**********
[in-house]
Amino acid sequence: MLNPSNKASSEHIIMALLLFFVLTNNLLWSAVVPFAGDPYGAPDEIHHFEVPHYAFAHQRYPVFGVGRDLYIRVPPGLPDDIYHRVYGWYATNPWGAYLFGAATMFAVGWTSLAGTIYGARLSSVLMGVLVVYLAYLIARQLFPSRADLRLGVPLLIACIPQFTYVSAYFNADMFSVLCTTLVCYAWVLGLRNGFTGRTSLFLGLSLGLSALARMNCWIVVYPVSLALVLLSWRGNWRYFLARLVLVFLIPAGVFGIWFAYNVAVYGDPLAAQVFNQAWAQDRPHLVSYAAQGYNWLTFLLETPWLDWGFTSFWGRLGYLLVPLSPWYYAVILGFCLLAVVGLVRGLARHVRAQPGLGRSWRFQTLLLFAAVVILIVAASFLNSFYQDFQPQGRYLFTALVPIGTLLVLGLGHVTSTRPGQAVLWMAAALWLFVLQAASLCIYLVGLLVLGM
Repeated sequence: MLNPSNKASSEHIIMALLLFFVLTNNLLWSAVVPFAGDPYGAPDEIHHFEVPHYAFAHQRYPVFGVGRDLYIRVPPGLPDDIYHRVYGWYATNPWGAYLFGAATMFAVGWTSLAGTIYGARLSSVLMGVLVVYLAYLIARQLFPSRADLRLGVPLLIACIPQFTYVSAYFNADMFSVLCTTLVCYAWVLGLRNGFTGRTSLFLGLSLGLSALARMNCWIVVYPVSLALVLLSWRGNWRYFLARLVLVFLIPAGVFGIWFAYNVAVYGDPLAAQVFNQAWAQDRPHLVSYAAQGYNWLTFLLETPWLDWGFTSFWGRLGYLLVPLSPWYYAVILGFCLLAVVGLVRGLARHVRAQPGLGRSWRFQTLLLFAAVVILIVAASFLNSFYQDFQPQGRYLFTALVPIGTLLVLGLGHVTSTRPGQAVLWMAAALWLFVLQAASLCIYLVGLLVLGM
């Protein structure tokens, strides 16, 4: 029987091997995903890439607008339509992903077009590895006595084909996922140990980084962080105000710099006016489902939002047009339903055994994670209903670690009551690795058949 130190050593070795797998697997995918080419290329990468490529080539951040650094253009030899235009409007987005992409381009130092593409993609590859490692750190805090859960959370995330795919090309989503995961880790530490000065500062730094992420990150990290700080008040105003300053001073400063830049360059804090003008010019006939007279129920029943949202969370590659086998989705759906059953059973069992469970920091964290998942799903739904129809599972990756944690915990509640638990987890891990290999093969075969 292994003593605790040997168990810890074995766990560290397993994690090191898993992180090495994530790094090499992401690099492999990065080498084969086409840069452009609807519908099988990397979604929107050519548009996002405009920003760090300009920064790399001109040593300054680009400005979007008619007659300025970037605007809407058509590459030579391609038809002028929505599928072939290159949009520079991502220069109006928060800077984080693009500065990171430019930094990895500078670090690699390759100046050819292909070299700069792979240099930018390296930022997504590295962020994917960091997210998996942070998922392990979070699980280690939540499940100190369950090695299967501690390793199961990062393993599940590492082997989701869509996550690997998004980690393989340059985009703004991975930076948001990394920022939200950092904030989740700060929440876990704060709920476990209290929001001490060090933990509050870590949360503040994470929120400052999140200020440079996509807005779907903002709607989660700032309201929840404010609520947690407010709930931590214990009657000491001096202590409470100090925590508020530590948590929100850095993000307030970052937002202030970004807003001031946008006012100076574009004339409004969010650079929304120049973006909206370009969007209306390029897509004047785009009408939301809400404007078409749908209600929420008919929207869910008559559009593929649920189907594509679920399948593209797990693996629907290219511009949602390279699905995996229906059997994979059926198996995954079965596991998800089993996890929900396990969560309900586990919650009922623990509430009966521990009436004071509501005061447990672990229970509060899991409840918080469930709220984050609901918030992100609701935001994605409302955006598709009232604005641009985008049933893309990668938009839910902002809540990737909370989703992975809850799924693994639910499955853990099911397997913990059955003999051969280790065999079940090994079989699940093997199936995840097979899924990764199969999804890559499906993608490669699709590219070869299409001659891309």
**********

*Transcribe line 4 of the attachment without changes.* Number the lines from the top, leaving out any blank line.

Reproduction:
């Protein structure tokens, strides 16, 4: 029987091997995903890439607008339509992903077009590895006595084909996922140990980084962080105000710099006016489902939002047009339903055994994670209903670690009551690795058949 130190050593070795797998697997995918080419290329990468490529080539951040650094253009030899235009409007987005992409381009130092593409993609590859490692750190805090859960959370995330795919090309989503995961880790530490000065500062730094992420990150990290700080008040105003300053001073400063830049360059804090003008010019006939007279129920029943949202969370590659086998989705759906059953059973069992469970920091964290998942799903739904129809599972990756944690915990509640638990987890891990290999093969075969 292994003593605790040997168990810890074995766990560290397993994690090191898993992180090495994530790094090499992401690099492999990065080498084969086409840069452009609807519908099988990397979604929107050519548009996002405009920003760090300009920064790399001109040593300054680009400005979007008619007659300025970037605007809407058509590459030579391609038809002028929505599928072939290159949009520079991502220069109006928060800077984080693009500065990171430019930094990895500078670090690699390759100046050819292909070299700069792979240099930018390296930022997504590295962020994917960091997210998996942070998922392990979070699980280690939540499940100190369950090695299967501690390793199961990062393993599940590492082997989701869509996550690997998004980690393989340059985009703004991975930076948001990394920022939200950092904030989740700060929440876990704060709920476990209290929001001490060090933990509050870590949360503040994470929120400052999140200020440079996509807005779907903002709607989660700032309201929840404010609520947690407010709930931590214990009657000491001096202590409470100090925590508020530590948590929100850095993000307030970052937002202030970004807003001031946008006012100076574009004339409004969010650079929304120049973006909206370009969007209306390029897509004047785009009408939301809400404007078409749908209600929420008919929207869910008559559009593929649920189907594509679920399948593209797990693996629907290219511009949602390279699905995996229906059997994979059926198996995954079965596991998800089993996890929900396990969560309900586990919650009922623990509430009966521990009436004071509501005061447990672990229970509060899991409840918080469930709220984050609901918030992100609701935001994605409302955006598709009232604005641009985008049933893309990668938009839910902002809540990737909370989703992975809850799924693994639910499955853990099911397997913990059955003999051969280790065999079940090994079989699940093997199936995840097979899924990764199969999804890559499906993608490669699709590219070869299409001659891309």